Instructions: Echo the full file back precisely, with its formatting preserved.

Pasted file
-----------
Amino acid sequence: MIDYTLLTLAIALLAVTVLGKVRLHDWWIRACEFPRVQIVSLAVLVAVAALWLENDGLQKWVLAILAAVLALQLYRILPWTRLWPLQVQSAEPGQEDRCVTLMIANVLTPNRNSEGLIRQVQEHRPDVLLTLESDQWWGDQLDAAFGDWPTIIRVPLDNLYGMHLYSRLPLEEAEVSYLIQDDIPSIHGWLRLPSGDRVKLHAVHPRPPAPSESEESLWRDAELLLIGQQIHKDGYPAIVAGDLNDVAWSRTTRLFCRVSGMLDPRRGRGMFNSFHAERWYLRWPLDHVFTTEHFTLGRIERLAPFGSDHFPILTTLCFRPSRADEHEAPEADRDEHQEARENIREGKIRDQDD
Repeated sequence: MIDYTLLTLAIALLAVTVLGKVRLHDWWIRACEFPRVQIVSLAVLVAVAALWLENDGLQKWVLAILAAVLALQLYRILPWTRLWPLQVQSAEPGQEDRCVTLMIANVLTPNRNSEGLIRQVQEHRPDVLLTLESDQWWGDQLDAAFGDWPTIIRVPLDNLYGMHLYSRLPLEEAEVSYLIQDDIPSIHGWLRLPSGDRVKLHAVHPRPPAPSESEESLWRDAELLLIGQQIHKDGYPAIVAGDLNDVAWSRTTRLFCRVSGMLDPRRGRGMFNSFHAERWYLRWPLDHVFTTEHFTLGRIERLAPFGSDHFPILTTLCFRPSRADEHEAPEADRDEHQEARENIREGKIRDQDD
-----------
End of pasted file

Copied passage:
Amino acid sequence: MIDYTLLTLAIALLAVTVLGKVRLHDWWIRACEFPRVQIVSLAVLVAVAALWLENDGLQKWVLAILAAVLALQLYRILPWTRLWPLQVQSAEPGQEDRCVTLMIANVLTPNRNSEGLIRQVQEHRPDVLLTLESDQWWGDQLDAAFGDWPTIIRVPLDNLYGMHLYSRLPLEEAEVSYLIQDDIPSIHGWLRLPSGDRVKLHAVHPRPPAPSESEESLWRDAELLLIGQQIHKDGYPAIVAGDLNDVAWSRTTRLFCRVSGMLDPRRGRGMFNSFHAERWYLRWPLDHVFTTEHFTLGRIERLAPFGSDHFPILTTLCFRPSRADEHEAPEADRDEHQEARENIREGKIRDQDD
Repeated sequence: MIDYTLLTLAIALLAVTVLGKVRLHDWWIRACEFPRVQIVSLAVLVAVAALWLENDGLQKWVLAILAAVLALQLYRILPWTRLWPLQVQSAEPGQEDRCVTLMIANVLTPNRNSEGLIRQVQEHRPDVLLTLESDQWWGDQLDAAFGDWPTIIRVPLDNLYGMHLYSRLPLEEAEVSYLIQDDIPSIHGWLRLPSGDRVKLHAVHPRPPAPSESEESLWRDAELLLIGQQIHKDGYPAIVAGDLNDVAWSRTTRLFCRVSGMLDPRRGRGMFNSFHAERWYLRWPLDHVFTTEHFTLGRIERLAPFGSDHFPILTTLCFRPSRADEHEAPEADRDEHQEARENIREGKIRDQDD